Senators push FEMA on flood insurance

Senators push FEMA on flood insurance

GRAND FORKS, N.D. – April 14, 2014 – Sen. John Hoeven is among three Republican senators who are pushing a federal agency to make changes to its flood insurance program.

Hoeven, along with David Vitter of Louisiana and Thad Cochran of Mississippi, sent a letter to Craig Fugate, administrator of the Federal Emergency Management Agency (FEMA), on Thursday. They asked for a meeting to discuss a plan to implement the flood insurance bill President Barack Obama signed into law three weeks ago.

The law lowers the recent rate increases on some insurance policies, which were caused by the Biggert-Waters Flood Insurance Reform Act enacted in 2012. Some homeowners in places like Grafton have seen flood insurance payments skyrocket.

Grafton Mayor Chris West, an insurance agent, said Friday that the higher insurance premiums that were caused by Biggert-Waters are still affecting some city residents.

“(FEMA) just doesn’t seem to be in any rush to make this happen,” he said.

Todd Peterson, community development coordinator for the city of Roseau, Minn., said he anticipated it would still take some time for the effects of the new law to be felt. But he said the situation is still frustrating for people who saw rate increases.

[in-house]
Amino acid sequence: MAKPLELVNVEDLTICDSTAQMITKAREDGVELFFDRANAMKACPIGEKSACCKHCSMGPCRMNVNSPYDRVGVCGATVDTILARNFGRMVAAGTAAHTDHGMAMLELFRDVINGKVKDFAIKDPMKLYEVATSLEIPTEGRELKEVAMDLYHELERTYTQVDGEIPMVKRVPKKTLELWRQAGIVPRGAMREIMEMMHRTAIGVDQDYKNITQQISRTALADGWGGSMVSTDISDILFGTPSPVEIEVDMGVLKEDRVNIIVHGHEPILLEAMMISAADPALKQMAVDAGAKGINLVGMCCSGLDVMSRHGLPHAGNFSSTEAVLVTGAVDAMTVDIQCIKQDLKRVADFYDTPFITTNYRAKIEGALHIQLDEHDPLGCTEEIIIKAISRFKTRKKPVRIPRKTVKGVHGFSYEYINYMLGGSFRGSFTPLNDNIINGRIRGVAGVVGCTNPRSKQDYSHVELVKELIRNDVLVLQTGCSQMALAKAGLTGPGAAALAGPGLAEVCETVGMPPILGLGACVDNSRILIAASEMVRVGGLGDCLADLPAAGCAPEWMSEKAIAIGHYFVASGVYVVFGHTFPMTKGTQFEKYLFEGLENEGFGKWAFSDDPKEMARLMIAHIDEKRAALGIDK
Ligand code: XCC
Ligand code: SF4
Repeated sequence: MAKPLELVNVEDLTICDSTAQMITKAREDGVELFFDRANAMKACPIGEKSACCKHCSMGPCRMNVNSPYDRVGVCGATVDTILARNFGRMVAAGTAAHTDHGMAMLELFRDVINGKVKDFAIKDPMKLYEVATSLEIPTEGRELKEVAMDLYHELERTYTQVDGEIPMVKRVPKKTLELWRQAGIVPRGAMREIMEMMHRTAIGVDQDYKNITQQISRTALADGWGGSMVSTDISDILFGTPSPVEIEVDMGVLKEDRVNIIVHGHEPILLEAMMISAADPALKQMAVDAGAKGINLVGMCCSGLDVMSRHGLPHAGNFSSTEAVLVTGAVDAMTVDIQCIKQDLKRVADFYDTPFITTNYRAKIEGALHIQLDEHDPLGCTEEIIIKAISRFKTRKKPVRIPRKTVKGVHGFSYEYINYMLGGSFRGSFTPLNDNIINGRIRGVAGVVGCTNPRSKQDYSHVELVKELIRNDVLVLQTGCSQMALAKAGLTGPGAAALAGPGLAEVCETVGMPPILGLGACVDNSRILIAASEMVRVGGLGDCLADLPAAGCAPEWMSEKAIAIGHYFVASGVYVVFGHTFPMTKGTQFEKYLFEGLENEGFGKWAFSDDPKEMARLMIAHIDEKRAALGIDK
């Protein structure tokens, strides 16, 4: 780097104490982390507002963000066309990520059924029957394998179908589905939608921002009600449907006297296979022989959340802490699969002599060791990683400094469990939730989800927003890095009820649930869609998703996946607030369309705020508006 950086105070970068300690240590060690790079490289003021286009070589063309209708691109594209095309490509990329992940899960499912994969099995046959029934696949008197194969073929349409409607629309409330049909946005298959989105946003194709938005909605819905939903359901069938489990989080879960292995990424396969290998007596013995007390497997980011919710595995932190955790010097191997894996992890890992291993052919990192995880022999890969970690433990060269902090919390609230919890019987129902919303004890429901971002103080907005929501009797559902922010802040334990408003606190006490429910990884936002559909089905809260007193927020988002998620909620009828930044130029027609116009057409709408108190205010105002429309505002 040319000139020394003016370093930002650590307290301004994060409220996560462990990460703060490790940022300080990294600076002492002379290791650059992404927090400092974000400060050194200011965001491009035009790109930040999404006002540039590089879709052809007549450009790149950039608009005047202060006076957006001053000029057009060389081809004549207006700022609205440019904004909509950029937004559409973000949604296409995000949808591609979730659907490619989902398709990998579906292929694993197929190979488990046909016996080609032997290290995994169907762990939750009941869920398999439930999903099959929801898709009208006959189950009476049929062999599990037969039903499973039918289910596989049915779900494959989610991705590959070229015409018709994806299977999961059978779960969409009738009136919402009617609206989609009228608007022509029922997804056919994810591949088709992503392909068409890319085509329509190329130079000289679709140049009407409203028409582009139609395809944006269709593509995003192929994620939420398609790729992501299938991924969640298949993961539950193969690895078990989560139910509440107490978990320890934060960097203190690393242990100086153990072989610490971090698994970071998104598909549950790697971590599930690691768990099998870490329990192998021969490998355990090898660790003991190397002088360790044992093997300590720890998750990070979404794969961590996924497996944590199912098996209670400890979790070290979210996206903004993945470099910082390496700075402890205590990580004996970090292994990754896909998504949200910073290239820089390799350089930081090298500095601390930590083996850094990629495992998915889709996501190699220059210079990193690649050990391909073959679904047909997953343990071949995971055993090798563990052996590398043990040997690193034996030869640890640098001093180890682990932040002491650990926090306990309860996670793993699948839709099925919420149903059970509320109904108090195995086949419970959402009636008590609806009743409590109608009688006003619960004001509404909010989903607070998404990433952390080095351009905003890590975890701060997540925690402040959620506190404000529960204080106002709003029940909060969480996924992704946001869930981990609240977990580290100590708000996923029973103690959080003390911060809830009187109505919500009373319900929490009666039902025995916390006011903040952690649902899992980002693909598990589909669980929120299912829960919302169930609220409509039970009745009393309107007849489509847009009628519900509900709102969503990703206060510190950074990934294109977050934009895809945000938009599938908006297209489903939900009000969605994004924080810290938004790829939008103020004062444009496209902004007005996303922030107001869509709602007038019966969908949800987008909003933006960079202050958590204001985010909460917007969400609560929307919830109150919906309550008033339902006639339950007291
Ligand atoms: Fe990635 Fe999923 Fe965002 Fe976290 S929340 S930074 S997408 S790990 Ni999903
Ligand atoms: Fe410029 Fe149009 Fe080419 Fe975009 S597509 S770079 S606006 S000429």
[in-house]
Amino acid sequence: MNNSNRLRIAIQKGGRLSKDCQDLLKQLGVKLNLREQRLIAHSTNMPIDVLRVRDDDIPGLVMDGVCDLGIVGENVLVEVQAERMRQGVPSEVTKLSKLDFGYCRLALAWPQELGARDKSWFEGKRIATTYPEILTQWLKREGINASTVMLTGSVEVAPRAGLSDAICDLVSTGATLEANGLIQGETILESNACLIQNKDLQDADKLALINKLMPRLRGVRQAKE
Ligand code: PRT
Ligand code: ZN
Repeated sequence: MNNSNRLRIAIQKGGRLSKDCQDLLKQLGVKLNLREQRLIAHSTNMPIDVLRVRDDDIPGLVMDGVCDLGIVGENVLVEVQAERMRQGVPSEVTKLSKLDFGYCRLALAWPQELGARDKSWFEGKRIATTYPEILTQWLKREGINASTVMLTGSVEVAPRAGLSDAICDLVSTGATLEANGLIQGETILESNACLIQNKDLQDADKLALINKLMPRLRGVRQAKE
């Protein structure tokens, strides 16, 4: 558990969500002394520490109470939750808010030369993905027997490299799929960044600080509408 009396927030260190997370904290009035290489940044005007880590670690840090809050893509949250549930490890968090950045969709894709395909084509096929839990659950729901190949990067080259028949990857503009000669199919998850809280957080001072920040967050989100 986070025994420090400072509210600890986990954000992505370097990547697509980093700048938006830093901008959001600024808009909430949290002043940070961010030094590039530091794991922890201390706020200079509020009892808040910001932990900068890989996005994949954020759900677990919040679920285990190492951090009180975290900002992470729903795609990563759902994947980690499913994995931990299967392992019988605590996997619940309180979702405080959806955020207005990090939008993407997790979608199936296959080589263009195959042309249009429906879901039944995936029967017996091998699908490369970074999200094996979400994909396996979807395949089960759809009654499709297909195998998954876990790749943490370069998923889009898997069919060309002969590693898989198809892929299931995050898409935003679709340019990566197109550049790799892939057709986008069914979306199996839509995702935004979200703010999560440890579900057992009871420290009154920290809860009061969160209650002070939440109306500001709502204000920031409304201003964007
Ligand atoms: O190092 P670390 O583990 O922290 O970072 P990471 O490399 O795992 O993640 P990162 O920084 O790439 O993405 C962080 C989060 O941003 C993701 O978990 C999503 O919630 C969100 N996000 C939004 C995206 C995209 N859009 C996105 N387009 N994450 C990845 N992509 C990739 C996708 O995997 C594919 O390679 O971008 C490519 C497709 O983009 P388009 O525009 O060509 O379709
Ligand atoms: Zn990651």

“They know that relief is out there, but the situation is still the same,” he said. But, he added that the new law doesn’t prevent all flood insurance rate increases.

“Even the new law still has increases in it that people didn’t count on a year ago,” he said.

Slow implementation

The law, the Homeowner Flood Insurance Affordability Act, prevents some future rate increases and provides a refund to some policyholders who have already seen a rate increase.

In a press release issued Friday, the senators argued that property owners are still seeing higher flood insurance rates. In a phone interview Friday, Hoeven said his office hasn’t heard directly from North Dakotans affected by insurance increases in the weeks since the new law went into effect.

“What we’re concerned about is that they don’t charge higher premiums to people above what the law allows while … they’re working through their implementation process,” Hoeven said in an interview.

The senators’ letter acknowledges that implementing the new law “will take time.”

“It is completely unacceptable, however, that since President Obama signed the law on March 21, 2014, you have not made it a priority to protect these policyholders,” they added.

A FEMA spokesman wrote in an email that “FEMA is working with our private insurance partners to implement the new law as quickly as possible.”

“It is not possible for changes to happen immediately,” a FEMA factsheet stated.

Copyright © 2014 the Grand Forks Herald (Grand Forks, N.D.), John Hageman. Distributed by MCT Information Services.

 

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